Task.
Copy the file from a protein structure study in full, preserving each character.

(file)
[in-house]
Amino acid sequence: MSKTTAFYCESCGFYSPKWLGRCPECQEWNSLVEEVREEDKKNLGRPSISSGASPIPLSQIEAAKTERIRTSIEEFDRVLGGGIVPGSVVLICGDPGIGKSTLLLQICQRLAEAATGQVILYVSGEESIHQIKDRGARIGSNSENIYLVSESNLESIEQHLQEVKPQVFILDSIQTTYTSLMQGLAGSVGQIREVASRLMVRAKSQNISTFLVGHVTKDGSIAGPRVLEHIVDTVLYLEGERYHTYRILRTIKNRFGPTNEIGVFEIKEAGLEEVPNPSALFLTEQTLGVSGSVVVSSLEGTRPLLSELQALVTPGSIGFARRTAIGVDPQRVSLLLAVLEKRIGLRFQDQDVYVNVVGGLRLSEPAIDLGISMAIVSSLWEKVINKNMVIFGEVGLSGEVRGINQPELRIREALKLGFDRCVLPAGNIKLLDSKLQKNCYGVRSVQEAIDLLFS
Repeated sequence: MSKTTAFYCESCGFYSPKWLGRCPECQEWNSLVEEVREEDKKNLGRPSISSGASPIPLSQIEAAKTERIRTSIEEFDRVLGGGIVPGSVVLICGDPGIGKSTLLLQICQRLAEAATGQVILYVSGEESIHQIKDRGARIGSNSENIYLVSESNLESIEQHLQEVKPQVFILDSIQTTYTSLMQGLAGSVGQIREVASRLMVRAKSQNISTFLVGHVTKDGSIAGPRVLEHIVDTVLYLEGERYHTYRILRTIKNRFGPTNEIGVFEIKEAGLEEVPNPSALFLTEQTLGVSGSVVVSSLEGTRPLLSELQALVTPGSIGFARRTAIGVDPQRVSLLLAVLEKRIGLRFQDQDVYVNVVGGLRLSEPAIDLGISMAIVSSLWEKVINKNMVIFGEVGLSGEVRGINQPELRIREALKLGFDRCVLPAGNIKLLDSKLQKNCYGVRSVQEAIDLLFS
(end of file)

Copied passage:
[in-house]
Amino acid sequence: MSKTTAFYCESCGFYSPKWLGRCPECQEWNSLVEEVREEDKKNLGRPSISSGASPIPLSQIEAAKTERIRTSIEEFDRVLGGGIVPGSVVLICGDPGIGKSTLLLQICQRLAEAATGQVILYVSGEESIHQIKDRGARIGSNSENIYLVSESNLESIEQHLQEVKPQVFILDSIQTTYTSLMQGLAGSVGQIREVASRLMVRAKSQNISTFLVGHVTKDGSIAGPRVLEHIVDTVLYLEGERYHTYRILRTIKNRFGPTNEIGVFEIKEAGLEEVPNPSALFLTEQTLGVSGSVVVSSLEGTRPLLSELQALVTPGSIGFARRTAIGVDPQRVSLLLAVLEKRIGLRFQDQDVYVNVVGGLRLSEPAIDLGISMAIVSSLWEKVINKNMVIFGEVGLSGEVRGINQPELRIREALKLGFDRCVLPAGNIKLLDSKLQKNCYGVRSVQEAIDLLFS
Repeated sequence: MSKTTAFYCESCGFYSPKWLGRCPECQEWNSLVEEVREEDKKNLGRPSISSGASPIPLSQIEAAKTERIRTSIEEFDRVLGGGIVPGSVVLICGDPGIGKSTLLLQICQRLAEAATGQVILYVSGEESIHQIKDRGARIGSNSENIYLVSESNLESIEQHLQEVKPQVFILDSIQTTYTSLMQGLAGSVGQIREVASRLMVRAKSQNISTFLVGHVTKDGSIAGPRVLEHIVDTVLYLEGERYHTYRILRTIKNRFGPTNEIGVFEIKEAGLEEVPNPSALFLTEQTLGVSGSVVVSSLEGTRPLLSELQALVTPGSIGFARRTAIGVDPQRVSLLLAVLEKRIGLRFQDQDVYVNVVGGLRLSEPAIDLGISMAIVSSLWEKVINKNMVIFGEVGLSGEVRGINQPELRIREALKLGFDRCVLPAGNIKLLDSKLQKNCYGVRSVQEAIDLLFS